The solution lies in learning how to think, not what to think.
Recognizing the complex and underlying interrelationships of organizations as systems is key. It’s a way of thinking derived from applying systems dynamics, in conjunction with critical and creative thinking. This advanced approach adeptly addresses client organizations’ challenges, while advancing leadership decision-making skills for a VUCA environment to overcome potential derailers.
In the face of challenges stemming from increased volatility, leaders may feel overwhelmed and unprepared to lead effectively. The behavioral response may be fear, risk aversion, and a back-to-basics reaction. What is needed is greater agility and resilience within the organization, and appropriate corporate leadership training resources to support. Command and control structures might need to give way to flexible processes and a wider distribution of decision making. Critical thinking and problem-solving skills practiced in an environment that leverages business simulations to empower those close to the action to make more effective decisions.
When the environment is full of uncertainty, leaders are required to act on incomplete or insufficient information. They are more likely to rely on what seemed to have worked in the past because it becomes difficult to “connect the dots” when there are too much noise and not enough signal. In looking for a comfortable home for decision making, leaders tend toward an excessive and futile effort at data analysis. The answer is probably not in the data but in creative and innovative thinking.
When faced with complexity, it can be difficult to know where to start to affect change. Leaders lack the time to reflect and consider multiple perspectives and often do not address root causes. Which, in turn, makes it difficult to envision, let alone implement the required change. The danger is in acting too late, implementing short-term solutions, and looking for scapegoats when things don’t turn out. To become more comfortable with complexity, simulations include a systems dynamic component to enable participants to wrestle with trade-offs and balance various stakeholders in the short and long term. Visibility to outcomes that might not be apparent for months or years are available immediately in a simulated situation.
If the environment is ambiguous, there is a high risk of misinterpreting and ineffectively responding as leaders act on a limited understanding of the event. Doubt, distrust, and hesitancy results. Leaders must be immersed in the source and context of events and that state can be practiced in highly customized business simulations.
“Having spent forty years forecasting, I believe that the future world will be more volatile, more uncertain, more complex, and more ambiguous, or so it will seem if you are in a seat of leadership.” Bob Johansen, 2012, Distinguished Fellow, Institute for the Future
In his book, Leaders Make the Future: Ten New Leadership Skills for an Uncertain World, author Bob Johansen offers his view of required leadership skills for a VUCA environment. He presents a holistic picture of a leader with clarity to see through contradictions, the ability to turn dilemma into opportunity, and the social skills to leverage social networks, collaborate, and innovate with others authentically.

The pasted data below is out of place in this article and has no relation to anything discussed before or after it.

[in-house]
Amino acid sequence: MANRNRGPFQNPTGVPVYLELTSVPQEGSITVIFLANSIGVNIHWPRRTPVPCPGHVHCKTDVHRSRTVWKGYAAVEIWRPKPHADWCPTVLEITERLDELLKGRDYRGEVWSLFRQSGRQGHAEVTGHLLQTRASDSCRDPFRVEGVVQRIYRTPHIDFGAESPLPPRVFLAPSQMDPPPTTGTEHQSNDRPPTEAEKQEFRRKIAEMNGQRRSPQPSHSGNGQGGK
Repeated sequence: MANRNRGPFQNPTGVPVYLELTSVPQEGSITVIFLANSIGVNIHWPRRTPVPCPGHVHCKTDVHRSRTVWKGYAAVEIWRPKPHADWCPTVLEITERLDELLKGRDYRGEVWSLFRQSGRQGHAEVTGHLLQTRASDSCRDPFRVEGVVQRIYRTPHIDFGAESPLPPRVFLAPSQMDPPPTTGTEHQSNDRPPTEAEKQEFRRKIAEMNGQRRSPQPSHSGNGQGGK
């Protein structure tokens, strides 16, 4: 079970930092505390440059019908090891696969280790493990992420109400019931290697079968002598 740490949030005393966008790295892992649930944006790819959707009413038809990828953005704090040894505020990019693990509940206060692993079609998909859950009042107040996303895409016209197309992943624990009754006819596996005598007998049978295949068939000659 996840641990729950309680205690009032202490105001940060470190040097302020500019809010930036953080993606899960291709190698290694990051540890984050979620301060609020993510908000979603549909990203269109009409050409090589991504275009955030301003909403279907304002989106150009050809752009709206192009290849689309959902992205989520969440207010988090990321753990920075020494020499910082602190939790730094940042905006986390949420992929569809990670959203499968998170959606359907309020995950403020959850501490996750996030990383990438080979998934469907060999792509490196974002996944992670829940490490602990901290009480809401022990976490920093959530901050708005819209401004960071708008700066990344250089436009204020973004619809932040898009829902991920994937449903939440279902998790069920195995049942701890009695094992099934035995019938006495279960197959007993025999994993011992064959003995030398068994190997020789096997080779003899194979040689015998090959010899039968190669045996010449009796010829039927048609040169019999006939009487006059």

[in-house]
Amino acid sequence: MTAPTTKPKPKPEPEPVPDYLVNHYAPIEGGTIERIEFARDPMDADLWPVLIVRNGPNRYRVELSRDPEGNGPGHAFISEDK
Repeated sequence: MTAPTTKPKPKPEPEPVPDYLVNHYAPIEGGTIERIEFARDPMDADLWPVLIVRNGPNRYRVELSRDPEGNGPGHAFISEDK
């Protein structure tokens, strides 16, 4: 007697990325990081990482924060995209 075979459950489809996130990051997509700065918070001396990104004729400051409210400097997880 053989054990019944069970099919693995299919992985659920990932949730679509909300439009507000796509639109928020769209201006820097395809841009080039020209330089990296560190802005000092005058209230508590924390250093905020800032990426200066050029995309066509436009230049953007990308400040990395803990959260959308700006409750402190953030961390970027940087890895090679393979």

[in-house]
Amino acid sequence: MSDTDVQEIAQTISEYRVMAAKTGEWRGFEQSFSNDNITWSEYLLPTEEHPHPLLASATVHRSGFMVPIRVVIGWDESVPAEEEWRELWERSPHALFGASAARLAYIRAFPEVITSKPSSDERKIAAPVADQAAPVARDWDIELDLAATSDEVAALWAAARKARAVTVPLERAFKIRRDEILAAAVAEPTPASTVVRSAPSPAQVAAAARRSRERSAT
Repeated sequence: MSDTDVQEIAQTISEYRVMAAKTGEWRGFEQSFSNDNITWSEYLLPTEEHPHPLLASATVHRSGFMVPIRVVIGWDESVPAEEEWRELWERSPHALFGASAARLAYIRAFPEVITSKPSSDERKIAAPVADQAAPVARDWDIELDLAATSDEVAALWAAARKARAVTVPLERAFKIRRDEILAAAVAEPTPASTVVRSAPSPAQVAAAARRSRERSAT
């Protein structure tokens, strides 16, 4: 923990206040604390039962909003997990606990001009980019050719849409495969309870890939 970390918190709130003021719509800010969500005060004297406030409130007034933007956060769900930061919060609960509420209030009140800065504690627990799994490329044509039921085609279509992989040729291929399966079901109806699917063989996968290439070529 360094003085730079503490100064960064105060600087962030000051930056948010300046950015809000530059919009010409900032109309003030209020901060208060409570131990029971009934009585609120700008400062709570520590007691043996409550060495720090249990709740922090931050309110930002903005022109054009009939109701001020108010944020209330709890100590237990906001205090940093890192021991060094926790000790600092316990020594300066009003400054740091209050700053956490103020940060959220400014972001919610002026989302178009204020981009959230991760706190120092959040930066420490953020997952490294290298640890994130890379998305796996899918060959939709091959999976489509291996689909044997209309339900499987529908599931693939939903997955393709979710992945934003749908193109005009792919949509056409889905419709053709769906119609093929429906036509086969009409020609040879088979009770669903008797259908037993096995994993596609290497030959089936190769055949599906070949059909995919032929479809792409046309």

In some respects, Johansen is describing leadership development and a new mental model of a leader. The new model called by some, “VUCA Prime” (“We Live in a VUCA World and how managers can navigate it,” Colin Ramsay, Associate, Cambridge Management Learning, Slideshare, 2013) consists of:
- Vision: using the skills of communication, focus, personal belief, and influence
- Understanding: having a curious and open mind that can assess any situation
- Clarity: using systems thinking to get at the cause and effect influences
- Agility: being innovative, decisive, and collaborative
How is VUCA Prime implemented?
The Regis Company has developed a unique approach, based on neuroscience, that enables the transformation to this new VUCA Prime mental model. Our observations and research led us to create optimal learning environments that help develop how-to-think, Value Workers. (Michael Vaughan, The Thinking Effect; Nicholas Brealey Publishing, 2013 pp 124-128). The focus is on creating learning experiences that prime the learner by creating optimal tension and engaging mental models, combined with the encoding activities of activating core abilities and surfacing limiting beliefs.
These conditions are central to acknowledging the VUCA world and changing learner mental models to VUCA Prime. The vehicle is a rich, robust and realistic business simulation.
The derailers of the VUCA environment can be shifted to become the VUCA Prime attributes of the Value Worker – the leader who adds value because they know how to think, not just what to think.
“In order to increase their own readiness and ability to make the future, leaders must immerse themselves in the future and practice their skills in a low-risk environment. Leaders must immerse themselves in the future (through games and immersion experiences) and return to the present ready to make a better future,” Bob Johansen, 2012, Distinguished Fellow, Institute for the Future.
Tim Reeves is a Senior Strategist at The Regis Company helping organizations solve their most complex business challenges through the use of highly customized business simulations, learning curriculum design and development, and strategic leadership development consulting. Tim is accomplished in all aspects of training and professional development and is a seasoned professional with more than 20 years experience in designing and delivering business acumen and leadership solutions and collaborating with executives on their most strategic initiatives.